I'm no medical expert, but by all accounts, a resting blood pressure reading of 230/170 is a Bad Thing, so my GP tells me. So now I'm a diagnosed hypertensive. God knows what it was like when I was carrying two stone in extra weight last year, when I was doing sponsored bike rides (ironically, for the British Heart Foundation) and hauling my sorry arse around the lanes of Birmingham and Solihull, going red in the face and breathing like a bronchial locomotive. Best not to think about it, eh?

My instructions are this: just keep taking the pills, and avoid strenuous exercise. So I'm off the bike for the moment. But I'm fine, honest.

That was until the chest pains.

It turns out that when you present yourself at your GP again, complaining about chest pains, it's a cause for some concern. Especially if you're male, middle-aged, overweight, with high blood pressure and a family history of heart problems. Lots of boxes were ticked that day, I can tell you. I ended up going to A&E (ER for our American readers). There was no real drama at this point, apart from the looks emanating from She Who Must Be Obeyed when I told her I'd had the chest pains for a week or so. My telling her that it therefore "probably wasn't a heart attack" did not go down too well.

At the reception to A&E, there's a sign that essentially says: "If you have chest pains, come to the window IMMEDIATELY", however this is England so I queued. On explaining my symptoms, I was given a bright orange card and gently told to make my way through the door on the left.

This was how I ended up in the Resuscitation Room. I understand now; if they'd made a fuss at the front desk, rung alarm bells, shouted the word "STAT!", or, for that matter, mentioned the words "Resuscitation Room," chances are that wouldn't have helped matters.What with me being an unknown quantity, cardiac-wise.

Over the next seven hours I had more proddings and pokings. Three ECGs, two blood tests, a chest x-ray and cup of NHS tea. I'm not sure that the tea was the best part of the experience, but needs must.

The analysis showed that I wasn't, in fact, having a heart attack. Which was nice. It was probably a muscle strain in the chest wall. But I am off to see my GP again next week, to see what we can do about my blood pressure, which still shows numbers previously only seen by NASA.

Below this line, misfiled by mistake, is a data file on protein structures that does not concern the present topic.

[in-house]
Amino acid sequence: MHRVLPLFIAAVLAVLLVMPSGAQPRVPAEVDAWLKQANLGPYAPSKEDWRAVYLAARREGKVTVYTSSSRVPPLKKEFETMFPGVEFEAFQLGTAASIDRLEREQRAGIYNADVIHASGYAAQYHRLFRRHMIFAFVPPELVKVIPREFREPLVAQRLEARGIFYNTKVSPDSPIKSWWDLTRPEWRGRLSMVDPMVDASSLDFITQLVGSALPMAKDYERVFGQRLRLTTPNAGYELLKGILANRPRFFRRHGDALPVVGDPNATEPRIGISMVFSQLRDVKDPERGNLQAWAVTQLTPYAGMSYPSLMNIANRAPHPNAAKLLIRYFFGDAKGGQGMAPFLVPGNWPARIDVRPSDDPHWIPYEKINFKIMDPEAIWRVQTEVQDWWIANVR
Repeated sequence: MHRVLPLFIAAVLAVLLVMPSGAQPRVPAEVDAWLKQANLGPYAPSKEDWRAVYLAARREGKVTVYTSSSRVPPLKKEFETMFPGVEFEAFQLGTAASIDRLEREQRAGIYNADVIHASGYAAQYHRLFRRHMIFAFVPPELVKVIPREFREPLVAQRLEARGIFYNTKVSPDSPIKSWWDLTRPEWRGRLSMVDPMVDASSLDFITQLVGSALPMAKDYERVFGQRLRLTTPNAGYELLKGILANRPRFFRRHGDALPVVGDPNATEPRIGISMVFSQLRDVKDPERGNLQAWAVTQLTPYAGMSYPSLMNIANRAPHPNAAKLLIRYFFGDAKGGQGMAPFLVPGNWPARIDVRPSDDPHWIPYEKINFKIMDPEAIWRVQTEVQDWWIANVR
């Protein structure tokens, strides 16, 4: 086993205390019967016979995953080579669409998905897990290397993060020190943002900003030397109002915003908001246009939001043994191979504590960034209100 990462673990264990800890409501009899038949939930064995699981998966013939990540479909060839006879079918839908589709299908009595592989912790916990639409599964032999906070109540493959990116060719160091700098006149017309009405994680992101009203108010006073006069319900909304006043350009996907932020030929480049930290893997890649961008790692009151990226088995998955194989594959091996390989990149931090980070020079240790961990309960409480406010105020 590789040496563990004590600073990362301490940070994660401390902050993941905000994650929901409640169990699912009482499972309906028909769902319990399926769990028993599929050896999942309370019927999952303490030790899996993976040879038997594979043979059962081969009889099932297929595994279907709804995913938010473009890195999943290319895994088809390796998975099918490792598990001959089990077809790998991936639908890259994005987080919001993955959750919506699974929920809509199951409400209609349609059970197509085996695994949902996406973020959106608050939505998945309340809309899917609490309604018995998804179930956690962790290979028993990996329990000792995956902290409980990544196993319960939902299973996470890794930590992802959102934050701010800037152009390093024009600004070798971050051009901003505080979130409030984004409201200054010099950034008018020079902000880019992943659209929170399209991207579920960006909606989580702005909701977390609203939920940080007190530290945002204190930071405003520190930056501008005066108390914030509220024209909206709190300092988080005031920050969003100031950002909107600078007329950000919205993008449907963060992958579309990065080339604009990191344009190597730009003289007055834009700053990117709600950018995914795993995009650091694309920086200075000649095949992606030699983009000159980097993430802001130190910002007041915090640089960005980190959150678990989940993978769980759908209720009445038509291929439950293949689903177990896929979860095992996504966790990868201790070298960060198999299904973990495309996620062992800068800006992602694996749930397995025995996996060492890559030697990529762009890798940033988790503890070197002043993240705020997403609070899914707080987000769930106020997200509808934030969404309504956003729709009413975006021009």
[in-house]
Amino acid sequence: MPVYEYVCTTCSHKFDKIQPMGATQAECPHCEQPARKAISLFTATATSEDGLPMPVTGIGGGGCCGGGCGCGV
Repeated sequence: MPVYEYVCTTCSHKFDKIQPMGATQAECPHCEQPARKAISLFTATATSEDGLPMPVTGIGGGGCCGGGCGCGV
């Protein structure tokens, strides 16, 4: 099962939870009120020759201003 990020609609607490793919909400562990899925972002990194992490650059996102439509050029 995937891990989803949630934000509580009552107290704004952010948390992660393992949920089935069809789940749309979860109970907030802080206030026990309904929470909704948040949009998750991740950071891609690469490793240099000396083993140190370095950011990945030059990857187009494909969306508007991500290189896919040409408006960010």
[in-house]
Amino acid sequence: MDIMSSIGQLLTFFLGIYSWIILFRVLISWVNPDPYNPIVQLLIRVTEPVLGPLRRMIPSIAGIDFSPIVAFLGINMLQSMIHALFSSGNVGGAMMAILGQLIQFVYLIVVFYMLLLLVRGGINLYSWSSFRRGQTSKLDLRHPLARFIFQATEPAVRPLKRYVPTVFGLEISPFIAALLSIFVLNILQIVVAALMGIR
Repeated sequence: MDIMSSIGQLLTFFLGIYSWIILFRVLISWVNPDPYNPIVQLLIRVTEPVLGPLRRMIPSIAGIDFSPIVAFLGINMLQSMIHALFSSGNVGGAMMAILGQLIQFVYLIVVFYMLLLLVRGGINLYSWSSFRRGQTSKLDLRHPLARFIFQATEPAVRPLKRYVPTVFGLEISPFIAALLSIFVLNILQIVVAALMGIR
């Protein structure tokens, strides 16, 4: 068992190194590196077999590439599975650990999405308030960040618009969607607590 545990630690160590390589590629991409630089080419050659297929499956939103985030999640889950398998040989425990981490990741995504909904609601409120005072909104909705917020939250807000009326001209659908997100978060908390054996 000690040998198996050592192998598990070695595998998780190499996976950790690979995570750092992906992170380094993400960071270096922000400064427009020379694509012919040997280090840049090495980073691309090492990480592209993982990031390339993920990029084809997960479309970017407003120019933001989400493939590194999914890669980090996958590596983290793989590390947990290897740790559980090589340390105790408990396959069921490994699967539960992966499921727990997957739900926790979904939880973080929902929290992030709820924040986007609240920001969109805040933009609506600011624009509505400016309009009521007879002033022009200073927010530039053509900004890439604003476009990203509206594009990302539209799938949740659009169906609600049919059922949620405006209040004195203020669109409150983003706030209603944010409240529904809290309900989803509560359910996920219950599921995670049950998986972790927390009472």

It's ironic, though, isn't it? I'd hoped I'd turned things around. I'd found a form of exercise that I didn't actually hate, I'd begun to think about what I put in my mouth (behave yourselves) and consider how nice it would be to have a long, undramatic retirement in 20-odd years instead of another pie. Because the last thing I wanted was to be part of the healthcare system, other than shelling out a chunk of money in National Insurance every month so it can look after other, more needy cases.

But I'm in the system now, and on reflection it's the best place for me. Hopefully we'll get past this relatively minor nuisance and I'll be back, holding up traffic and picking up where I left off on that '1,000 miles in a year' thing. I look sadly at the bike and SWMBO tuts disapprovingly. It is, to quote Dylan Thomas, "a bit of a bugger".

But I'm fine, honest.

Saturday, 10 January 2015

A Grand Don't Come For Free

Last year I entered a strange and mysterious secret society. Well, not that strange, I suppose. Or mysterious, come to think of it. On reflection, I guess it's not so secret.

Ok. I entered a society. Sort of.

You may have seen me mention it in one or two of the many postings I made in 2014. I suppose you could have missed it, buried as it was in the near-photographic recollection of everything else that happened to me in the twelve months. But for those of you that weren't paying attention, I became a cyclist.

I know. It surprised me too. I just thought I'd obtained a bike. But no. Without realising it, I had become a member of the Cyclorati.  It turns out that when you walk your new bike out of the shop, the Cycling Gods catch sight of you and put you under their spell, or something. I can't explain it.